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I've got a stored procedure in Oracle:

procedure Test(results OUT gencursor, id in number) is
  v_cursor gencursor;
begin
OPEN v_cursor FOR
          select id, name, age from tblcustomers s where s.id = id;
results:=v_cursor;
end Test;

Now, i'd like to execute this procedure using nHibernate ISession.CreateSQLQuery. All the examples I've seen until now use ISession.GetNamedQuery().

So, I'd want to do something like (ToDataTable is my own extension method on IQuery, I have more extension methods which I'd want to stay using in combination with stored procedures):

        var result = session
            .CreateSQLQuery("call MyPackage.Test(:id)")
            .SetDecimal("id", 33)
            .ToDataTable();

The code above throw the following exception:

"could not execute query [ call MyPackage.Test(?) ] Name:id - Value:33 [SQL: call MyPackage.Test(?)]"

I've also tried:

        var result = session
            .CreateSQLQuery("call MyPackage.Test(:result, :id)")
            .SetDecimal("id", 33)
            .ToDataTable();

That one throw the exception:

Not all named parameters have been set: [result] [call MyPackage.Test(:result, :id)]

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2 Answers 2

up vote 2 down vote accepted

I don't now if you can call sps from CreateSQLQuery, but I'll show you how we call Oracle sps from NHibernate in my current project:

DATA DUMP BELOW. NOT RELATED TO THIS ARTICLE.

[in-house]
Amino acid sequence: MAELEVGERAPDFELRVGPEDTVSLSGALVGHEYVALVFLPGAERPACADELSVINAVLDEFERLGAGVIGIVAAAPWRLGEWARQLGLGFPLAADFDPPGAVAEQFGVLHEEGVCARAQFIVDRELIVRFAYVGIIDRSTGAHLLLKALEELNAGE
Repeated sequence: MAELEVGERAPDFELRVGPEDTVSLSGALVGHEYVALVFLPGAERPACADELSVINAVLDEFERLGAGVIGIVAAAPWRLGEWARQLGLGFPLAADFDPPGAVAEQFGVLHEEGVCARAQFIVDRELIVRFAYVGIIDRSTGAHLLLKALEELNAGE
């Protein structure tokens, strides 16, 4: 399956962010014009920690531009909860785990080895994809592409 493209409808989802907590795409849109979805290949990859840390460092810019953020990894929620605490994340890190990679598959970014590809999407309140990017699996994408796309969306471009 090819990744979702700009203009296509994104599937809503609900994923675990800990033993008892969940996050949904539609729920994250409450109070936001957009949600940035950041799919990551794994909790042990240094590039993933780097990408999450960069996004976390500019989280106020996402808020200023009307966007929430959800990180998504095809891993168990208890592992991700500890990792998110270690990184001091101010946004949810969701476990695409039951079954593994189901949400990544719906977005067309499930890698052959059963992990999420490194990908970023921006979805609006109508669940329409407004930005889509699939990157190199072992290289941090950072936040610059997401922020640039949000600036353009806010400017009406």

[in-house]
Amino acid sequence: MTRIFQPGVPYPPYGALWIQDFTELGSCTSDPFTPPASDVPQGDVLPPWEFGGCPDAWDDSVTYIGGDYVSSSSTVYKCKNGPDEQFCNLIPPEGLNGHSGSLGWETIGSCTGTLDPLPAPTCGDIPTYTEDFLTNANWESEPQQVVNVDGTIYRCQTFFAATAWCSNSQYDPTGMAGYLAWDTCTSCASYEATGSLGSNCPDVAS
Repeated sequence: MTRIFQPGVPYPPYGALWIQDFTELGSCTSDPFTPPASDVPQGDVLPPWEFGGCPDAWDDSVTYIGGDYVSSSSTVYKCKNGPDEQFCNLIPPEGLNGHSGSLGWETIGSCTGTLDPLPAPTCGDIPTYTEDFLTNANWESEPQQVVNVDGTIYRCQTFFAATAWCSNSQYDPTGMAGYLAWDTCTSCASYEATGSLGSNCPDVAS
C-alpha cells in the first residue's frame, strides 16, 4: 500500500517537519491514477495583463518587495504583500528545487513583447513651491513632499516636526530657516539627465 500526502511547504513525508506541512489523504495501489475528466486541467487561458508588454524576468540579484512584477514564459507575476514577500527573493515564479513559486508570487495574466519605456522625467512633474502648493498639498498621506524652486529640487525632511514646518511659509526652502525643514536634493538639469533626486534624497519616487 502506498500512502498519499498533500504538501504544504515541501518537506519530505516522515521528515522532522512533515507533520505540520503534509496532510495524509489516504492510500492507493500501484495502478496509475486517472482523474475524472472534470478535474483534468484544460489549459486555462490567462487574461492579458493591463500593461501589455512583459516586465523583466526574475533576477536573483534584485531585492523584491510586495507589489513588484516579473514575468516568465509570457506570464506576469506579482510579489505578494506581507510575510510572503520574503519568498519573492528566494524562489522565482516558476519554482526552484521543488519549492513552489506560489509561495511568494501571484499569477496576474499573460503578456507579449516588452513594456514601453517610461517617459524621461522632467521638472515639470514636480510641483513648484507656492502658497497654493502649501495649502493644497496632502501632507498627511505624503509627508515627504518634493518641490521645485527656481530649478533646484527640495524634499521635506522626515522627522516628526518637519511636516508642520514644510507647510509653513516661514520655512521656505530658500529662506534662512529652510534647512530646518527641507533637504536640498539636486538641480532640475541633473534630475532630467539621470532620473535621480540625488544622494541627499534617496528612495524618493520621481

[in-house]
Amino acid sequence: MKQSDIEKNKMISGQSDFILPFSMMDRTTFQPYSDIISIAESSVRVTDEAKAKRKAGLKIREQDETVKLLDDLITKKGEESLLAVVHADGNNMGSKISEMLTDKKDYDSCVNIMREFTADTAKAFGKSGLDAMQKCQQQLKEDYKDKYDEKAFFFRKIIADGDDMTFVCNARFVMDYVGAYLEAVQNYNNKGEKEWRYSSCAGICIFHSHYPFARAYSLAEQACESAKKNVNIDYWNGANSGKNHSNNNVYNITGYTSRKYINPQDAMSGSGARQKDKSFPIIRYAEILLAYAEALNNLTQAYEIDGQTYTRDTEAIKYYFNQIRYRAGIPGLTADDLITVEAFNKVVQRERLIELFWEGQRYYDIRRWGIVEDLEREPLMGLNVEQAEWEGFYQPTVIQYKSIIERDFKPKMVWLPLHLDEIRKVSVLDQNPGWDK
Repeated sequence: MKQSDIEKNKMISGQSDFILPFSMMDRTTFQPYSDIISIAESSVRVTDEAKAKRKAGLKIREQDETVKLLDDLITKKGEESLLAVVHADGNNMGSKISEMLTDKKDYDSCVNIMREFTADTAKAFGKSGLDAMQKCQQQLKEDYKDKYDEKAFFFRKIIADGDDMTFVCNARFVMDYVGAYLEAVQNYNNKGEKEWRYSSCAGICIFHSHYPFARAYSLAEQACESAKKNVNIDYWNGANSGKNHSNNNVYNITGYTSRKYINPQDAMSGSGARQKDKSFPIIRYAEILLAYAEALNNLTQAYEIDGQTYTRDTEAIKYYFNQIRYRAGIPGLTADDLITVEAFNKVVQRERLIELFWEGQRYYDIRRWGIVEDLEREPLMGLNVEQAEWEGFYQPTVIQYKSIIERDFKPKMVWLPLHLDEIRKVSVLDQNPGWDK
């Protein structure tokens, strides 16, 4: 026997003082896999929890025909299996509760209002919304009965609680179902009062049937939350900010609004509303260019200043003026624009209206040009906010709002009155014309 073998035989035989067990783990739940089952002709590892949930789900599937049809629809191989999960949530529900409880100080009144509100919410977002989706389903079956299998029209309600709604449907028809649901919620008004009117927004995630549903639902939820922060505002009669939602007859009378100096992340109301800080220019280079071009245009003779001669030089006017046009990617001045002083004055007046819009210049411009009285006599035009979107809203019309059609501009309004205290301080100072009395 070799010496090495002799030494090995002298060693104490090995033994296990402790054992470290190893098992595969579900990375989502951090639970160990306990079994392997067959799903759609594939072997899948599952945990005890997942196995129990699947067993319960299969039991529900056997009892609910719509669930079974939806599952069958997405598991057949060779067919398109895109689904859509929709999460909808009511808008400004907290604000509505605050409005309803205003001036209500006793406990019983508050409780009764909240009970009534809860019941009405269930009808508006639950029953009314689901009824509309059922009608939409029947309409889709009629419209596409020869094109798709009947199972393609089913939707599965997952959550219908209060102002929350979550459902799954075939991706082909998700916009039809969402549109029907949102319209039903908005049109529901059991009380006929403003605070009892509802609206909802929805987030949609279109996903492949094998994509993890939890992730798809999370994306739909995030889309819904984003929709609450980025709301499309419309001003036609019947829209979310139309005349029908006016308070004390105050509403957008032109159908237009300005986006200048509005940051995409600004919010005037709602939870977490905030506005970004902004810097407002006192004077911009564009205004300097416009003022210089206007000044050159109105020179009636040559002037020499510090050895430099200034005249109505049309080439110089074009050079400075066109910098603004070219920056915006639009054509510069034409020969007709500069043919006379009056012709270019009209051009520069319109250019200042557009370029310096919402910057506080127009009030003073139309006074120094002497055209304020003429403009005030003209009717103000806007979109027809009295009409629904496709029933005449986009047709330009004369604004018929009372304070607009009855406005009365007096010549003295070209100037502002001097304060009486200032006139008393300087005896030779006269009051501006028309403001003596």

var query =  _session.GetNamedQuery("MyPackageTestSp");
            query.SetParameter("id", 33);
            query.ExecuteUpdate();

In a mapping file the named query is defined like so:

<sql-query name="MyPackageTestSp">
    call MyPackage.Test(:result, :id)
</sql-query>

Works like a charm :-)

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I guess I'm more struggling with mapping the ouput cursor with nHibernate. How does your approach handle output results? I read in the manual that the requirements are the output should be in the first parameter (as a cursor). –  taoufik Oct 30 '09 at 19:01
1  
This answer worked great for me, but I noticed a couple things: it looks like Martin put "call" twice inside of the sql-query node. I only needed one to get it working. Also, MAKE SURE you do not leave a trailing semicolon after your call xxx( ... ) statement. I had call xxx( ... ); and it took me hours to figure out the nonsense error message Oracle was spitting out at me. Hope this helps. –  Max Schilling Jan 27 '11 at 23:45
    
Removed a "call". –  Martin R-L Apr 4 '12 at 9:20
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I've found it easier to just use a view. In your mapping, just set mutable=false on your class so it can't be updated. The view should create the level of abstraction your are trying to achieve.

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